Commuting Past a Crime Scene

Welcome to the overnight news cycle.

I worked too late last night, couldn't sleep, and came back to work too early this morning. What made my back-and-forth commute notable was pedaling my bike last night along Elliott Ave. at around 11 o'clock through a throng of teenagers who were overflowing into the street, not exactly making way for traffic. (To be fair, there basically was no traffic, but still.) All of them were young and black, predominantly male, and there was clearly some kind of party being held in a ground-level loft space in what's sometimes called the Northwest Industrial Buildings. Great, we all love a party. Nothing wrong with that.

I pedaled past without an unkind word or look. Still, I'd never seen a comparable gathering in that canyon-like stretch of Elliott (right across the street from The Seattle P-I, in fact). And it didn't seem like prom season or the time of spring graduation parties. There are occasionally small crowds for gallery and wine-tasting events, or people walking to the Olympic Sculpture Park. The rowdiest that area ever gets is for Hemp Fest. So I went home to bed thinking, Did they have a permit for that party? And what was the occasion?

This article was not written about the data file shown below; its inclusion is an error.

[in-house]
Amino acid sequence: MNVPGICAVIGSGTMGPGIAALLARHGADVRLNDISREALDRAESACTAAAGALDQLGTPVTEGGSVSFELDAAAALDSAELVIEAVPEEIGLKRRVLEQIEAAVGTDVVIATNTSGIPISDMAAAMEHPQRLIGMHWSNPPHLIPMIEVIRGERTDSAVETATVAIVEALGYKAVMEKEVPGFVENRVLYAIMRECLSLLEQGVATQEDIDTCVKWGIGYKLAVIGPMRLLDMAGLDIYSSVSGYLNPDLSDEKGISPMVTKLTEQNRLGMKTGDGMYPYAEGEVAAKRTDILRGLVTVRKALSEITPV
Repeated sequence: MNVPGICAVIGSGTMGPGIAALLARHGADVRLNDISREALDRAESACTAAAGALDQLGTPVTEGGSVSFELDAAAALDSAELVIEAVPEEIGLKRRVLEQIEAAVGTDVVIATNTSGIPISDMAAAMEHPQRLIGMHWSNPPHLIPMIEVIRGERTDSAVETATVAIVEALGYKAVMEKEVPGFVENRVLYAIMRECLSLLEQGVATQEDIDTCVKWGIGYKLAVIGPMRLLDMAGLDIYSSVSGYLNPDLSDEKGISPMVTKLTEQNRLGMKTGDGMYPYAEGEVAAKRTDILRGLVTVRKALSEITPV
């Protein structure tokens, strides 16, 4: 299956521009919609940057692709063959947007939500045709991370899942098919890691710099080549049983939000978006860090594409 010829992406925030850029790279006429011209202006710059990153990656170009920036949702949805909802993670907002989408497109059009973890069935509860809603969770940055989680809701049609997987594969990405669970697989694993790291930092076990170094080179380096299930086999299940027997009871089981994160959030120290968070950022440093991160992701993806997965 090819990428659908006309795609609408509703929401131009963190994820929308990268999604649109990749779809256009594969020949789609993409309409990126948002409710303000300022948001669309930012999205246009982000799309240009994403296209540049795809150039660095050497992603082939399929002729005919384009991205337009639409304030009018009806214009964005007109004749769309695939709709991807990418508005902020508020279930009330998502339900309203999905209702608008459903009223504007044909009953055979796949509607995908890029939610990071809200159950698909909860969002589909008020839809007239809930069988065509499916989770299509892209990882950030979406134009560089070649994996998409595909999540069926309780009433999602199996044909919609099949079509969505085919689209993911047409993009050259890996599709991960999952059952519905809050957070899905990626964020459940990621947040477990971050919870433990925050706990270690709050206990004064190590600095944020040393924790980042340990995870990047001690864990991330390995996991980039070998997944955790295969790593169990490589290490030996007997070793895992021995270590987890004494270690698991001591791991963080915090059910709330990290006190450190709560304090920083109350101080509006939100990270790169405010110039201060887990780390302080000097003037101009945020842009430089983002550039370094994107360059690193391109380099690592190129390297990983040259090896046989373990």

Next morning (today), the TV camera trucks and lights are deployed all along Elliott. The P-I reports one teenager shot dead, and another at wounded Harborview. With more stories to follow. Was there a security guard? Should there have been? Was alcohol being served to minors? Was there a permit for the party? Two teenage males are apparently being sought by police, with no arrests yet made.

Hundreds, if not thousands, of Seattle commuters have had the experience of driving past fender benders on I-5, sometimes when ambulances have been called after the crash. This was similar, only I missed the shots, the ambulance, and the police by about 45 minutes. It was more akin to driving, then having some car pass you at a reckless speed. Then later you read about the fatal accident on a stretch of road that, before, always seemed so ordinary.

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